Curran Seeley Foundation in Jackson, Wyoming

This private rehab has interesting amenities, including a meditation room. It offers outpatient and aftercare services for alcohol addiction as well as dual diagnoses for those with multiple conditions. Curran Seeley Foundation accepts several ways to pay for services, including Medicaid, Medicare, private insurance, sliding-scale assistance, and employee assistance programs.

Chrysalis House in Pine Bluffs, Wyoming

This private rehab center provides residential rehab for alcohol addiction. Chrysalis House offers beds for clients whose children need to stay with them during treatment. It also offers programs for pregnant women and those who have experienced trauma.

Sheridan VA Medical Center in Sheridan, Wyoming

This rehab accepts military insurance along with Medicaid, Medicare, and private insurance. Sheridan VA Medical Center offers a private setting with amenities such as transportation and an acupuncture room. It also has programs specifically for the elderly, military, and LGBTQ populations. Sheridan VA provides inpatient, outpatient, and aftercare support, including sober living homes.

The Alcohol Rehab Process: What to Expect

Treating alcohol addiction is a lengthy process that often moves through stages spanning your lifetime. Medications can help with detox symptoms and even ongoing cravings for alcohol, but it is not a cure for addiction. That is why rehab programs also include mental health interventions and education on how addiction and relapse work.

Receiving an Alcohol Abuse Assessment

One of the first steps in starting the rehab process in Wyoming is to get a substance misuse assessment. Your regular doctor can assess you, or the treatment team at the rehab center can conduct the assessment.

A substance misuse assessment helps determine whether you fit the criteria for substance misuse as laid out in the Diagnostic and Statistical Manual of Mental Disorders (DSM-5). The DSM-5 assesses for 11 criteria:9

  • Do you drink alcohol in larger amounts or for longer than you’re meant to?
  • Do you want to stop drinking but are unable to?
  • Do you spend a lot of time drinking or recovering from drinking?
  • Do you have cravings and urges to drink?
  • Is your drinking causing issues at work, school, or home?
  • Do you continue to drink, even when it causes problems in relationships?
  • Have you given up important activities in order to drink?
  • Do you continue drinking even when it puts you in danger?
  • Do you continue drinking even when you know you have a physical or psychological problem that could have been caused or made worse by alcohol?
  • Do you need to drink more to get the effect you want?
  • Do you experience withdrawal symptoms that are relieved by drinking more alcohol?

The assessment will also determine the severity of each of these criteria, what level of care you need throughout treatment, and whether you have any co-occurring conditions, such as anxiety or depression.

Medical Detox to Manage Alcohol Withdrawal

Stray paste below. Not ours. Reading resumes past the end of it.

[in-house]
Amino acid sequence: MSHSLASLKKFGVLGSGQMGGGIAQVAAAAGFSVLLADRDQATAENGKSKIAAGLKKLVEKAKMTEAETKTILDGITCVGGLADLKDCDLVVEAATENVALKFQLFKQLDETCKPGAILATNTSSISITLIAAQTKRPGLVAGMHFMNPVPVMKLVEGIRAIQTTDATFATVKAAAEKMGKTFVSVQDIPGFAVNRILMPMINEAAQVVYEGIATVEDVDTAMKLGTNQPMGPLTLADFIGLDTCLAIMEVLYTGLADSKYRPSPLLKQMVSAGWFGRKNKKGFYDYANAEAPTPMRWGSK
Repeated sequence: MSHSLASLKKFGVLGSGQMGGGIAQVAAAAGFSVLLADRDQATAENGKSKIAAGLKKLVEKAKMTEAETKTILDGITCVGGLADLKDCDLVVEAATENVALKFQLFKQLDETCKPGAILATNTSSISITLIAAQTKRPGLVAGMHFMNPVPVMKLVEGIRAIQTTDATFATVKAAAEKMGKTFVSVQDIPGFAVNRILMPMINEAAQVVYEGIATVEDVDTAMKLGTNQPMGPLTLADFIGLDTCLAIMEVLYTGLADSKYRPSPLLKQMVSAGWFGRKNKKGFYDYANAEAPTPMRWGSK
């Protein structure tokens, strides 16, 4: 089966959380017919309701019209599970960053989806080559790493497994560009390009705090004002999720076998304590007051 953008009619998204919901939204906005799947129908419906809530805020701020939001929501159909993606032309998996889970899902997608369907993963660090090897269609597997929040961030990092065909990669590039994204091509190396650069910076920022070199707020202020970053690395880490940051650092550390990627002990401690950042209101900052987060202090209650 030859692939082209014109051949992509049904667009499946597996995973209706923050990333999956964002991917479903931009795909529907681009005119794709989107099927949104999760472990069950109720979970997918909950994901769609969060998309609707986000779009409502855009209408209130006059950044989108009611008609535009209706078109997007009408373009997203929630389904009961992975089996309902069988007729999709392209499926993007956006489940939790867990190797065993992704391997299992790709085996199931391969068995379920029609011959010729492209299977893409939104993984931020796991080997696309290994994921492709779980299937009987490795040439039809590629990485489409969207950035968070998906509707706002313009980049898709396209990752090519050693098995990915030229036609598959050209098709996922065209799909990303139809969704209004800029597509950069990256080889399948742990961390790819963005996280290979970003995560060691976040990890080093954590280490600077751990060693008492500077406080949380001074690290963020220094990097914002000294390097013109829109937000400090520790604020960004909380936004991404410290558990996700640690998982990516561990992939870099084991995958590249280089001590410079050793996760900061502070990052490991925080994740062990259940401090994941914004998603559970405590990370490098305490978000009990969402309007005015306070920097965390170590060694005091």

Medical detox refers to the process of using medications to help you with alcohol withdrawal symptoms.

Common withdrawal symptoms you may experience during a detox include:10

  • Anxiety
  • Depression
  • Insomnia
  • Shaking or having tremors
  • Nightmares
  • Confusion or not thinking clearly
  • Sweating
  • Headaches
  • Nausea and/or vomiting
  • Rapid heart rate
  • Loss of appetite

To treat alcohol withdrawal and alcohol use disorder, the U.S. Food and Drug Administration has approved three medications: acamprosate, disulfiram, and naltrexone.11

Inpatient Alcohol Rehab in Wyoming

An inpatient rehab program in Wyoming will require that you stay overnight at the rehab facility. Inpatient treatment is a higher level of care than other treatment programs and provides you with 24-hour access to your treatment team. The length of time you spend in an inpatient program will depend on your assessment and what the treatment team recommends. Shorter inpatient programs may last around three weeks, while long-term programs can be as long as a year in treatment.

Inpatient care has many benefits, including:12

  • Lots of structure in your day-to-day schedule
  • Consistent routines that help with establishing better habits outside of rehab
  • An environment away from triggers that influence you to drink alcohol
  • Around-the-clock access to medical professionals
  • Support and community amongst others in recovery

Step-Down Care

Often, after you leave an inpatient program, the treatment team will recommend step-down care. This is where you step down from a more intense treatment program to a less intense one. You may step down to partial hospitalization (PHP), intensive outpatient (IOP), or standard outpatient. All of these programs allow you to return to your own home at the end of treatment each day, but they differ in the amount of time spent from week to week attending treatment appointments.

The skills you learn in rehab will continue to be practiced while in outpatient care. Stepping down care helps you build new routines leaving rehab, where routines are established for you.

Not everyone starts with an inpatient program and then steps down to outpatient care. Depending on what is found in your assessment, you will be given a recommendation of what level of care is best for you.

Aftercare and Relapse Prevention

Alcohol addiction is a chronic condition, much like asthma or hypertension. In fact, the relapse rate for substance use is around 40 to 60%, which is similar to the relapse rates of both asthma and hypertension.13 Relapse does not happen in one moment or even one day. Relapse is a gradual process that can take place over time. Relapse has three stages:14

  • Emotional relapse, which includes bottling your feelings and not taking care of yourself or expressing needs to others
  • Mental relapse, when you begin craving alcohol, think about drinking again, and minimize the consequences of drinking